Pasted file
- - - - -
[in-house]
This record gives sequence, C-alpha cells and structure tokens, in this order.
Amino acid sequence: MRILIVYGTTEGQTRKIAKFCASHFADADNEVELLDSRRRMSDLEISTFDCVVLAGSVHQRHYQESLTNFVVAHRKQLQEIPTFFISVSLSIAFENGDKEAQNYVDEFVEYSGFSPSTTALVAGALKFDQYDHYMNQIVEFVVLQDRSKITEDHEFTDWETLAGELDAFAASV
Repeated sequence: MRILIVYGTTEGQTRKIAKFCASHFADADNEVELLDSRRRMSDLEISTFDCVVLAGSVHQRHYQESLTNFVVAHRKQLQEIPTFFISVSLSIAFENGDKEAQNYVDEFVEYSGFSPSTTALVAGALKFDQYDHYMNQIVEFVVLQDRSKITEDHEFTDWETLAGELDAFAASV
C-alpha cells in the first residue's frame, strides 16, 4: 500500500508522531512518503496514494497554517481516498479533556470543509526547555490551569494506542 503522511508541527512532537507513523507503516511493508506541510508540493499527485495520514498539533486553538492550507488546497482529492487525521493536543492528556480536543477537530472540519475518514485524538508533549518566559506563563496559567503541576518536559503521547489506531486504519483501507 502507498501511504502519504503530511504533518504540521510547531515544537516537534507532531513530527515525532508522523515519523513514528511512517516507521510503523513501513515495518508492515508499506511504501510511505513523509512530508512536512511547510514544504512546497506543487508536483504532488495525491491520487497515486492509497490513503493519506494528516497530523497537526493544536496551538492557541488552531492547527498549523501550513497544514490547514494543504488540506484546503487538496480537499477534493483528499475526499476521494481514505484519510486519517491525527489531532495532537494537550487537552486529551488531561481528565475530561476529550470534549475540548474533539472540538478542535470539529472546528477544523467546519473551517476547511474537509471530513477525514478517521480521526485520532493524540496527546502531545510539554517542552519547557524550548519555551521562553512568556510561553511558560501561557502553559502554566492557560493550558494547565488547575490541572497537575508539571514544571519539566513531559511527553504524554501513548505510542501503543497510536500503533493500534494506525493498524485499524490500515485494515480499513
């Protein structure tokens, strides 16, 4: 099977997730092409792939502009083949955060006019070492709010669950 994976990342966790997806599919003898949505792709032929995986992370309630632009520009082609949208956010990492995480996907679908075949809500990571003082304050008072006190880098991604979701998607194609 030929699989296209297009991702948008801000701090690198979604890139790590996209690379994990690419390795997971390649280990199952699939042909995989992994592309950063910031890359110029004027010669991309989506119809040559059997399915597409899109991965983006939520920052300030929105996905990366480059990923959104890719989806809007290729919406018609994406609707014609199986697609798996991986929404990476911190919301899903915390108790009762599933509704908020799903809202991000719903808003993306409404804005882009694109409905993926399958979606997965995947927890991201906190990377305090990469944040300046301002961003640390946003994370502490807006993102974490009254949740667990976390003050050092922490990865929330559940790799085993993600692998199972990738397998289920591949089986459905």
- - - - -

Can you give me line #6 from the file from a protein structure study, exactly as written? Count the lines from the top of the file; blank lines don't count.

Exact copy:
């Protein structure tokens, strides 16, 4: 099977997730092409792939502009083949955060006019070492709010669950 994976990342966790997806599919003898949505792709032929995986992370309630632009520009082609949208956010990492995480996907679908075949809500990571003082304050008072006190880098991604979701998607194609 030929699989296209297009991702948008801000701090690198979604890139790590996209690379994990690419390795997971390649280990199952699939042909995989992994592309950063910031890359110029004027010669991309989506119809040559059997399915597409899109991965983006939520920052300030929105996905990366480059990923959104890719989806809007290729919406018609994406609707014609199986697609798996991986929404990476911190919301899903915390108790009762599933509704908020799903809202991000719903808003993306409404804005882009694109409905993926399958979606997965995947927890991201906190990377305090990469944040300046301002961003640390946003994370502490807006993102974490009254949740667990976390003050050092922490990865929330559940790799085993993600692998199972990738397998289920591949089986459905």